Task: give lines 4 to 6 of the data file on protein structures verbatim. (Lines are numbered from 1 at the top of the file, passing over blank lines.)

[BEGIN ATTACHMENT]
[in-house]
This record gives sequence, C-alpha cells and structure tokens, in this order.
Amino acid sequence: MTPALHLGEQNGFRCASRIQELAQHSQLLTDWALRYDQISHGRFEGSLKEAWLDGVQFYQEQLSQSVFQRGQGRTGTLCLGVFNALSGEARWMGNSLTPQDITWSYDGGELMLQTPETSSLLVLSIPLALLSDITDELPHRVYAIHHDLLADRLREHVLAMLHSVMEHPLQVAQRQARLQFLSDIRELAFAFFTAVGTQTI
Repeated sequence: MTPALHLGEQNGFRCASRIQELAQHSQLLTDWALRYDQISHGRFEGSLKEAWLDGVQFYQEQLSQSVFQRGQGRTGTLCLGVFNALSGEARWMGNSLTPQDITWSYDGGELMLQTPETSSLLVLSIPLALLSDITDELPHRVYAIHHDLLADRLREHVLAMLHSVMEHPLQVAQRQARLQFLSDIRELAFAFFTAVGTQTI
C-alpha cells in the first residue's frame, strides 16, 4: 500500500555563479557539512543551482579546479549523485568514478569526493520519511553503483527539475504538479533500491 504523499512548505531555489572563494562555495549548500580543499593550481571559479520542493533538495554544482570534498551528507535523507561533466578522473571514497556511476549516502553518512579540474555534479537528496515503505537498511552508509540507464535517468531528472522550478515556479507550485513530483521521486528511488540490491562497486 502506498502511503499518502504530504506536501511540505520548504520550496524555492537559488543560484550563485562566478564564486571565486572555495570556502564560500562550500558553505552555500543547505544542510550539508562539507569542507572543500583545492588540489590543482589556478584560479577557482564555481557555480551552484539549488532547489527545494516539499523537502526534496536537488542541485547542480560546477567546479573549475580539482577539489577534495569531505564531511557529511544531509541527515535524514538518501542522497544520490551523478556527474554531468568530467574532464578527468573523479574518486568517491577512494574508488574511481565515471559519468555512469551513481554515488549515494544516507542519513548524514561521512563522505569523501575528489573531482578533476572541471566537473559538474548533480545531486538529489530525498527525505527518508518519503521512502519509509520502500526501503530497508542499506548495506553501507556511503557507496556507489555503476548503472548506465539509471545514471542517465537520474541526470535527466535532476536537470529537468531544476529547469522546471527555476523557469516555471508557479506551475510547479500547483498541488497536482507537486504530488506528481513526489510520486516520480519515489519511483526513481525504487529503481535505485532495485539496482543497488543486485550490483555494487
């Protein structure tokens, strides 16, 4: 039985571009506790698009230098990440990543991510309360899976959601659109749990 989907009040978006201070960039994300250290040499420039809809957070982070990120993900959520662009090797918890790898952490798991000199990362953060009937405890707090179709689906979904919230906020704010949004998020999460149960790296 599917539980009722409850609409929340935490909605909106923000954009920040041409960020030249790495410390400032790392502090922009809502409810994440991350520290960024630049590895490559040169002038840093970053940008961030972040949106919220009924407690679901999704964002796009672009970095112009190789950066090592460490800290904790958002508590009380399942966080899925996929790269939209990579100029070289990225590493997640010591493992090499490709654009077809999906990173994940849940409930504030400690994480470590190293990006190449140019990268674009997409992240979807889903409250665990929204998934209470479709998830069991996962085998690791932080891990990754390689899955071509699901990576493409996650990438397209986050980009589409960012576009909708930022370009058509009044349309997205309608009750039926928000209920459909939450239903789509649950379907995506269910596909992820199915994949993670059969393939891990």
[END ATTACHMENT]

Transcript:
Repeated sequence: MTPALHLGEQNGFRCASRIQELAQHSQLLTDWALRYDQISHGRFEGSLKEAWLDGVQFYQEQLSQSVFQRGQGRTGTLCLGVFNALSGEARWMGNSLTPQDITWSYDGGELMLQTPETSSLLVLSIPLALLSDITDELPHRVYAIHHDLLADRLREHVLAMLHSVMEHPLQVAQRQARLQFLSDIRELAFAFFTAVGTQTI
C-alpha cells in the first residue's frame, strides 16, 4: 500500500555563479557539512543551482579546479549523485568514478569526493520519511553503483527539475504538479533500491 504523499512548505531555489572563494562555495549548500580543499593550481571559479520542493533538495554544482570534498551528507535523507561533466578522473571514497556511476549516502553518512579540474555534479537528496515503505537498511552508509540507464535517468531528472522550478515556479507550485513530483521521486528511488540490491562497486 502506498502511503499518502504530504506536501511540505520548504520550496524555492537559488543560484550563485562566478564564486571565486572555495570556502564560500562550500558553505552555500543547505544542510550539508562539507569542507572543500583545492588540489590543482589556478584560479577557482564555481557555480551552484539549488532547489527545494516539499523537502526534496536537488542541485547542480560546477567546479573549475580539482577539489577534495569531505564531511557529511544531509541527515535524514538518501542522497544520490551523478556527474554531468568530467574532464578527468573523479574518486568517491577512494574508488574511481565515471559519468555512469551513481554515488549515494544516507542519513548524514561521512563522505569523501575528489573531482578533476572541471566537473559538474548533480545531486538529489530525498527525505527518508518519503521512502519509509520502500526501503530497508542499506548495506553501507556511503557507496556507489555503476548503472548506465539509471545514471542517465537520474541526470535527466535532476536537470529537468531544476529547469522546471527555476523557469516555471508557479506551475510547479500547483498541488497536482507537486504530488506528481513526489510520486516520480519515489519511483526513481525504487529503481535505485532495485539496482543497488543486485550490483555494487
């Protein structure tokens, strides 16, 4: 039985571009506790698009230098990440990543991510309360899976959601659109749990 989907009040978006201070960039994300250290040499420039809809957070982070990120993900959520662009090797918890790898952490798991000199990362953060009937405890707090179709689906979904919230906020704010949004998020999460149960790296 599917539980009722409850609409929340935490909605909106923000954009920040041409960020030249790495410390400032790392502090922009809502409810994440991350520290960024630049590895490559040169002038840093970053940008961030972040949106919220009924407690679901999704964002796009672009970095112009190789950066090592460490800290904790958002508590009380399942966080899925996929790269939209990579100029070289990225590493997640010591493992090499490709654009077809999906990173994940849940409930504030400690994480470590190293990006190449140019990268674009997409992240979807889903409250665990929204998934209470479709998830069991996962085998690791932080891990990754390689899955071509699901990576493409996650990438397209986050980009589409960012576009909708930022370009058509009044349309997205309608009750039926928000209920459909939450239903789509649950379907995506269910596909992820199915994949993670059969393939891990």